A small, untested aerospace company is behind last month’s report by city staff that a U.S. firm had suggested Abbotsford as a potential destination for a huge new manufacturing plant.
Last month, an economic development staff update on potential new business leads said a company was eyeing Abbotsford as a potential site for a plant that could employ more than 10,000 workers. The report described two potential options: one a “$125 million investment and 7,000 jobs,” the other potentially employing more than 10,000.
Documents obtained by The News earlier this month reveal that the company behind the possible plant is Stavatti, a firm that has a reputation for having big ideas that have never come to fruition.
In 2017, popular technology blog Motherboard reported that Stavatti wanted to build new jets for the U.S. Air Force, despite having “never made a plane.” The company, Motherboard wrote, “has shown off some impressively futuristic designs over the past decade. But so far it’s been … all hype.”
Earlier this year, Stavatti sent the city a request for information (RFI), declaring that it was “evaluating potential sites at which to establish an aircraft Prototyping and Development Center as well as an Aircraft Manufacturing and Final Assembly Plant.”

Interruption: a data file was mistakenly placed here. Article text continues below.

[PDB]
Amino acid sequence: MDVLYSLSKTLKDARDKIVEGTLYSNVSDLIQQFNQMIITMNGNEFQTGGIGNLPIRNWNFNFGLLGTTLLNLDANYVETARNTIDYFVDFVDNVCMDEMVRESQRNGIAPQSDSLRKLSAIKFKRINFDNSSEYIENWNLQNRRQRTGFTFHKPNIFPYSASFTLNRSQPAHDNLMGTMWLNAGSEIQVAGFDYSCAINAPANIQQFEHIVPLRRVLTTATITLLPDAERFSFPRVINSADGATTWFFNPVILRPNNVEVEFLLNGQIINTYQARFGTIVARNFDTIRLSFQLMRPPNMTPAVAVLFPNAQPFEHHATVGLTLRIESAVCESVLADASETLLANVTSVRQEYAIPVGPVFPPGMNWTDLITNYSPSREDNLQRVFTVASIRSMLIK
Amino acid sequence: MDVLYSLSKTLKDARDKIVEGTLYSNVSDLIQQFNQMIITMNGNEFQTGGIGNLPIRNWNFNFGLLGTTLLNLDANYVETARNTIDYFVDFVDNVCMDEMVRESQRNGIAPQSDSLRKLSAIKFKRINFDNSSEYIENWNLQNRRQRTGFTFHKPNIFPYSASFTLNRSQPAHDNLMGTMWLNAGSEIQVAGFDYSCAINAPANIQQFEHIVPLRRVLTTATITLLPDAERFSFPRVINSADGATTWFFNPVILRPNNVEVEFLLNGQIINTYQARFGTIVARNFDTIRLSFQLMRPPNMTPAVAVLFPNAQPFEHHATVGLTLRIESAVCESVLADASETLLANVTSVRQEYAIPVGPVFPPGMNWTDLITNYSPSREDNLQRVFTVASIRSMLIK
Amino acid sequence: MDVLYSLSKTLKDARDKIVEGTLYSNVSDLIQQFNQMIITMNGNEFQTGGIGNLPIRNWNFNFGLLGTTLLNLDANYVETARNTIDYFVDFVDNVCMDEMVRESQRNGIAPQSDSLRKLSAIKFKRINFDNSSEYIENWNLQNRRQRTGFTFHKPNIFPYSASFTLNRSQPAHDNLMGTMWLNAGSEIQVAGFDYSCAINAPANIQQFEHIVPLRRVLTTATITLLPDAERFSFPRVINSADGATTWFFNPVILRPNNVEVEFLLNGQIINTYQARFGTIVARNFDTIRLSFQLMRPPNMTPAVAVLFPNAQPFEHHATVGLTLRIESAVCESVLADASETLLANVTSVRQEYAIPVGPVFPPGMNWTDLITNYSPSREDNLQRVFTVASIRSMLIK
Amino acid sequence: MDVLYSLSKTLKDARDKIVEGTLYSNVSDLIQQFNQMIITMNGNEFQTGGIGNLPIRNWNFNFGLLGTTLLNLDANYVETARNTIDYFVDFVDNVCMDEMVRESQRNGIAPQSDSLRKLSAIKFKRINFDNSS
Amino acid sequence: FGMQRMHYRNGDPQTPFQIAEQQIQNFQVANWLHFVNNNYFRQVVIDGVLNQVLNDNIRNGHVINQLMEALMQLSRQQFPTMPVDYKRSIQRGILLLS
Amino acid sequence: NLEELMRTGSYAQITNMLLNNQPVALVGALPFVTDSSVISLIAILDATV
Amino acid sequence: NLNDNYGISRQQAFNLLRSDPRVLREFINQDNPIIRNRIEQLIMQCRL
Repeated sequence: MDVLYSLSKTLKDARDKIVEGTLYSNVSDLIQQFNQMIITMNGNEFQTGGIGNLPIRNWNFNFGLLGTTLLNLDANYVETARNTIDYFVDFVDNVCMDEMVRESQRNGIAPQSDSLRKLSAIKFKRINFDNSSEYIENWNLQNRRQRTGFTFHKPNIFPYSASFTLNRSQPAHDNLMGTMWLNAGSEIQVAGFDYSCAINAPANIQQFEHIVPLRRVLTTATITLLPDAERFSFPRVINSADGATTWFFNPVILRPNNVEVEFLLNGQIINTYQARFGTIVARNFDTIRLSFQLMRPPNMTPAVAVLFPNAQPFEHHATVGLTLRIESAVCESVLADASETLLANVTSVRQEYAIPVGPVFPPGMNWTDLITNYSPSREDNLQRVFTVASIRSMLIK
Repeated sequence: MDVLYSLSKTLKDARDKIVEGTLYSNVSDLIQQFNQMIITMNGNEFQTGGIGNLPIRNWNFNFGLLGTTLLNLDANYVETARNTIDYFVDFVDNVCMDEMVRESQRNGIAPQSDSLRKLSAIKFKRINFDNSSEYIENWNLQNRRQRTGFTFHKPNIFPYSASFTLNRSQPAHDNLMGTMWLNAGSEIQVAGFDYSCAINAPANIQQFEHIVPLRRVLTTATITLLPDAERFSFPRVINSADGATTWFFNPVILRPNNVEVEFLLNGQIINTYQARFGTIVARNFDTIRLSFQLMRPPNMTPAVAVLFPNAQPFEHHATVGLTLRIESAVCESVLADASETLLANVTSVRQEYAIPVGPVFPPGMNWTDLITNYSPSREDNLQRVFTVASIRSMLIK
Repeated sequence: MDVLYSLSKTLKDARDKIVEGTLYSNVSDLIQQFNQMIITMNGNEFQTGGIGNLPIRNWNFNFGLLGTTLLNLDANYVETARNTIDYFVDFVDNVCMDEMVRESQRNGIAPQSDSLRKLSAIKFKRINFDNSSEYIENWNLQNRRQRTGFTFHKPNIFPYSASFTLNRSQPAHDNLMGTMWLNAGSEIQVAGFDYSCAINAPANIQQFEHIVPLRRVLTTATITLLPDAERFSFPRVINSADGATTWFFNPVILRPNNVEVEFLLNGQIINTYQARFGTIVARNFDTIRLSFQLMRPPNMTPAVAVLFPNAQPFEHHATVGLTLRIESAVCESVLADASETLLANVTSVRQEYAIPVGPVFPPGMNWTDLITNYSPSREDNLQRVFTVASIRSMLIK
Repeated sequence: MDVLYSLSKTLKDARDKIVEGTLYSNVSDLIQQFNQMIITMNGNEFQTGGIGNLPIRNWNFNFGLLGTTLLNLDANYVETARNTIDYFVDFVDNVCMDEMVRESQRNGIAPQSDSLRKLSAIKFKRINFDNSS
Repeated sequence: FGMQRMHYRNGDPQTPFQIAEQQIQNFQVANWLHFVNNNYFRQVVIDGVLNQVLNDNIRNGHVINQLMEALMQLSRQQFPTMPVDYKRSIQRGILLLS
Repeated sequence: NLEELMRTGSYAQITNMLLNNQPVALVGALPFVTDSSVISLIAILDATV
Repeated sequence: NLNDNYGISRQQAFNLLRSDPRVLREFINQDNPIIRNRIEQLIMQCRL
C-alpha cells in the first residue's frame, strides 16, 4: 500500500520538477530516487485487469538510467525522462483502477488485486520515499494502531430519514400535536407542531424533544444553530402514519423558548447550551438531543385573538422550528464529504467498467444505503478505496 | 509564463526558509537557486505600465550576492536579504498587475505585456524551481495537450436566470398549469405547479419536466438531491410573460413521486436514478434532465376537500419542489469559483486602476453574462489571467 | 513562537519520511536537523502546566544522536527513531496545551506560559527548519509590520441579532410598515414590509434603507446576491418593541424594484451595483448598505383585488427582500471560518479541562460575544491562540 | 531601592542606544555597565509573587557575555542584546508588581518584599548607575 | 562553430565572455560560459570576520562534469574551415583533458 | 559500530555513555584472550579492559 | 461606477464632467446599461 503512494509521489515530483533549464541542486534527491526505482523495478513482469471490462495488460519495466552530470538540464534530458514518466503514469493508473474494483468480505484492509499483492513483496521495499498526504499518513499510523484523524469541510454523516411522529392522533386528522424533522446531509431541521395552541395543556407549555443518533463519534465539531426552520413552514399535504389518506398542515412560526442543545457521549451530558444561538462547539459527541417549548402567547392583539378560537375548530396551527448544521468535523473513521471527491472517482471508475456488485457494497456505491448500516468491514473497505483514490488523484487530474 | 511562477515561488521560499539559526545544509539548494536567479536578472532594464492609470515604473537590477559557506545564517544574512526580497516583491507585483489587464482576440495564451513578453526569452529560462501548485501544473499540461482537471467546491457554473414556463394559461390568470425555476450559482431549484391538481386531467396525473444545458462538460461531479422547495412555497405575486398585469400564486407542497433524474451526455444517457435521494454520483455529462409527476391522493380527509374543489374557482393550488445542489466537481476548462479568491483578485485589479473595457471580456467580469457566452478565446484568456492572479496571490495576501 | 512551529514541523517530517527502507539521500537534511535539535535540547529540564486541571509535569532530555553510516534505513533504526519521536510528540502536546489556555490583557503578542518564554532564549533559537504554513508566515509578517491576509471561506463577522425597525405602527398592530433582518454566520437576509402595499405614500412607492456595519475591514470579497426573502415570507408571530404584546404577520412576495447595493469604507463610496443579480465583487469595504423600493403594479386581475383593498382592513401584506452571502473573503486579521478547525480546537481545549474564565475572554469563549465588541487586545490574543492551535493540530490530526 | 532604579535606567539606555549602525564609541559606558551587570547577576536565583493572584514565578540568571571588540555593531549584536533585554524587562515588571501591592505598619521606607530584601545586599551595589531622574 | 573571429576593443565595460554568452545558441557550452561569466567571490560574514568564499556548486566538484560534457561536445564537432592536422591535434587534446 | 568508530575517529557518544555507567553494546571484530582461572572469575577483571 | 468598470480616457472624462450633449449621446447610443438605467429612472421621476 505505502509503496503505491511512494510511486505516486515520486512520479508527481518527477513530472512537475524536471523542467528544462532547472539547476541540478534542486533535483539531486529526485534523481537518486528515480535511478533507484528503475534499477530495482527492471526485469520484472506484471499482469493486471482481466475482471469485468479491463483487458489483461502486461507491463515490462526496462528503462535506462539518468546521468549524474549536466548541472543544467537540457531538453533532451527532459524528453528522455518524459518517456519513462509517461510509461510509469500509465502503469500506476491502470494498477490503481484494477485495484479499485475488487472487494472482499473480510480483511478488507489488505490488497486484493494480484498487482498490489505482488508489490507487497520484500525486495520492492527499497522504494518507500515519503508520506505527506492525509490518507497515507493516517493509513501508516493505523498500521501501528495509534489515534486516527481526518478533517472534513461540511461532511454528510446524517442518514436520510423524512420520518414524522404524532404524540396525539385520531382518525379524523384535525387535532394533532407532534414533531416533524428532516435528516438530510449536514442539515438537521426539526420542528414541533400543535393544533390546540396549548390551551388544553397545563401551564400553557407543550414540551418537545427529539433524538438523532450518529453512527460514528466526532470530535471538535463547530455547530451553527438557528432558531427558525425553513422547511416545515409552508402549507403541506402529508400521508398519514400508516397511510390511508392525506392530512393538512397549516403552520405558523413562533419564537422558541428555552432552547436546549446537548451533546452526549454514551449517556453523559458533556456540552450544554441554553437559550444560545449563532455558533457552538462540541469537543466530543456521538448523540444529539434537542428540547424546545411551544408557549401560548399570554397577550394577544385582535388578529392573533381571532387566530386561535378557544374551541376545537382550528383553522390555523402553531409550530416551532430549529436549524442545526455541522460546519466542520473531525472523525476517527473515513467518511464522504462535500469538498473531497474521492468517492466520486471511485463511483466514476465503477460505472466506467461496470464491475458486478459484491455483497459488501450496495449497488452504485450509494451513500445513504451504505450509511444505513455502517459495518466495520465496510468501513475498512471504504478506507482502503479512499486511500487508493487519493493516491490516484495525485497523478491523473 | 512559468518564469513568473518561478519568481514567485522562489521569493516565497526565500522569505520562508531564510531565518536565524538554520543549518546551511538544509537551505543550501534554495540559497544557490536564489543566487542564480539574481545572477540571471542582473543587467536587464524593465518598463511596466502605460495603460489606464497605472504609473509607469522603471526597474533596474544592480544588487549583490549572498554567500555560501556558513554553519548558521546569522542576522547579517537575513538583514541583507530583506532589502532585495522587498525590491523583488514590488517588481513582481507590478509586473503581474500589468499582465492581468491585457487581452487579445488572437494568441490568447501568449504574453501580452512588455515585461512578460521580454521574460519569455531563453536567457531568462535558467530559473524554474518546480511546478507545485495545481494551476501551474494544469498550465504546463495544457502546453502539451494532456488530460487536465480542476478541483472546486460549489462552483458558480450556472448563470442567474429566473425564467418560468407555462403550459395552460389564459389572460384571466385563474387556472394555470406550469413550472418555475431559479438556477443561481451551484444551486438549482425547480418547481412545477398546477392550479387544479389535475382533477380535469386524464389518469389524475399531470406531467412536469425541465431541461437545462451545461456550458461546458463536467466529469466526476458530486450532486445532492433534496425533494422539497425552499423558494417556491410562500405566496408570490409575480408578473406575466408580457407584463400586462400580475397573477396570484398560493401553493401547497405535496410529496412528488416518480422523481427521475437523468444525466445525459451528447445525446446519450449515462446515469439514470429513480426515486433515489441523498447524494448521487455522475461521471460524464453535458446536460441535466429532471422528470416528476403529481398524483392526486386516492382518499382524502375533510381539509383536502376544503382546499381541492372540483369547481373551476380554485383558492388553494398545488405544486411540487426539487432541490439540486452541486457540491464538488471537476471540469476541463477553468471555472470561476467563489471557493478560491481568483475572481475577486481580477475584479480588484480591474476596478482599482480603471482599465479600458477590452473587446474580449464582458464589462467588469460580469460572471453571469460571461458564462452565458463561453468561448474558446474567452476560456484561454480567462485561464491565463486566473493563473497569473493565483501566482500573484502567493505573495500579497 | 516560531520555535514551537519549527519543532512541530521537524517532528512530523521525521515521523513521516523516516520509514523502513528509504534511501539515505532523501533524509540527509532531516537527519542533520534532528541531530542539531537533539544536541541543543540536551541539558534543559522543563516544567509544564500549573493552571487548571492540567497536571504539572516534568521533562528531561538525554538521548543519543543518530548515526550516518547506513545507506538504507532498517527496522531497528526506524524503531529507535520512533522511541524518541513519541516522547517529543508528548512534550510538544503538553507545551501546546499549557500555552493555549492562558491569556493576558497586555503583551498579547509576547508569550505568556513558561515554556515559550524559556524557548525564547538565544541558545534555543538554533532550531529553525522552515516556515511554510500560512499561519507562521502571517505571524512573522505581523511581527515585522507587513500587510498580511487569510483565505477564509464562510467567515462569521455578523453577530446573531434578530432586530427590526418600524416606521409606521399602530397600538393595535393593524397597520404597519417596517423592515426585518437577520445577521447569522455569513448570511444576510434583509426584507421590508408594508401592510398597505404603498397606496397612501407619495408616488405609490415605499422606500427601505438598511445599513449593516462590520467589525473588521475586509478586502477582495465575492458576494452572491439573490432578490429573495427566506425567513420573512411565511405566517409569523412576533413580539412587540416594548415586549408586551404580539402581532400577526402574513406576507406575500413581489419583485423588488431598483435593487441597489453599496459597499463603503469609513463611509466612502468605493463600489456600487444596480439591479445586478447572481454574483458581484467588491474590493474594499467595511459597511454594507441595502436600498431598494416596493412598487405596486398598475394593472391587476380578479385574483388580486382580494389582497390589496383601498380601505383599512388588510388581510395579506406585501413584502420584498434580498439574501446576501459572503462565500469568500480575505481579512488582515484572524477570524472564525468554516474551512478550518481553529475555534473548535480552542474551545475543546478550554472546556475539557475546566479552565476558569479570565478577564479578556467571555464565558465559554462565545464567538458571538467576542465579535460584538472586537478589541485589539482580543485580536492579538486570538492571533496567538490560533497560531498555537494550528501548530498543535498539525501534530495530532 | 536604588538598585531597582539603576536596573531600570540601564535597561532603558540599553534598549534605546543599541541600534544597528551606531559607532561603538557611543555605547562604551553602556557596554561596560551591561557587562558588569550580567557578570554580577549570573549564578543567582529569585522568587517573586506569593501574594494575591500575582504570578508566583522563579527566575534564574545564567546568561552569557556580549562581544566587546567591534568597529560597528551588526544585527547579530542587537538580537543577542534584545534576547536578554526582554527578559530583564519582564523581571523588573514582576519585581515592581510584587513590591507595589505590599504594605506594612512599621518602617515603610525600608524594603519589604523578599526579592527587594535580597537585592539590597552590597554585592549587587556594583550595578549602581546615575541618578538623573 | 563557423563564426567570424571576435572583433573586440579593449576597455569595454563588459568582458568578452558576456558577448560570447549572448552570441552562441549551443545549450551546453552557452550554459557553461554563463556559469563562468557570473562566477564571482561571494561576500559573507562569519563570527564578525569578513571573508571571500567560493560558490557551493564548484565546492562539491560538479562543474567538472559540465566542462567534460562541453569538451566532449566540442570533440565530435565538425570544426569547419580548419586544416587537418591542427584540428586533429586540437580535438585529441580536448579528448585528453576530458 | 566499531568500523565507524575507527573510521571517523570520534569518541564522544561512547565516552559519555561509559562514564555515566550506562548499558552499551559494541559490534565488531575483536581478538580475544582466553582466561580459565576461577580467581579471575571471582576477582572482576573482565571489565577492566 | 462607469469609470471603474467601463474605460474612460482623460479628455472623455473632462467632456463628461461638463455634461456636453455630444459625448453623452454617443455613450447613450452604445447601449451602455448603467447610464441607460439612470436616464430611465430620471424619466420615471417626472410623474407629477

The RFI, which was obtained by The News through a Freedom of Information request, says the plant would “produce a variety of next generation military and civil aircraft.” The document says Stavatti hopes to occupy such a plant within three years.
One prospective plant would supposedly be able to procduce more than 100 aircraft each year, directly employ more than 7,000 people and have annual revenues of more than $9 billion. Another would be even larger. At one-million-square-feet, it would produce 3,200 planes, employ more than 10,000 people and rake in more than $11 billion.
The RFI says Stavatti received $1.5 billion in funding last November, although The News has been unable to find any other report of such a deal. Stavatti’s website is also inaccessible.
Stavatti’s RFI shows that the company has been eyeing airports around the globe. It says it has “shortlisted more than 70 potential locations.”
The RFI lists 10 aircraft it hopes to produce, including a commercial airliner, several different designs of fighter jets, and a “supersonic trainer.”
Only one aircraft has flown yet: a simple “sport utility” single-engine prop plane. But the RFI says the company is “rapidly developing these new aircraft” and requires a “Prototype Development Centre” and at least one production plant.
The News has not heard back from the company after contacting its CEO by email earlier this week.
The city has said the next round of engagement with the company is scheduled for early in 2020.
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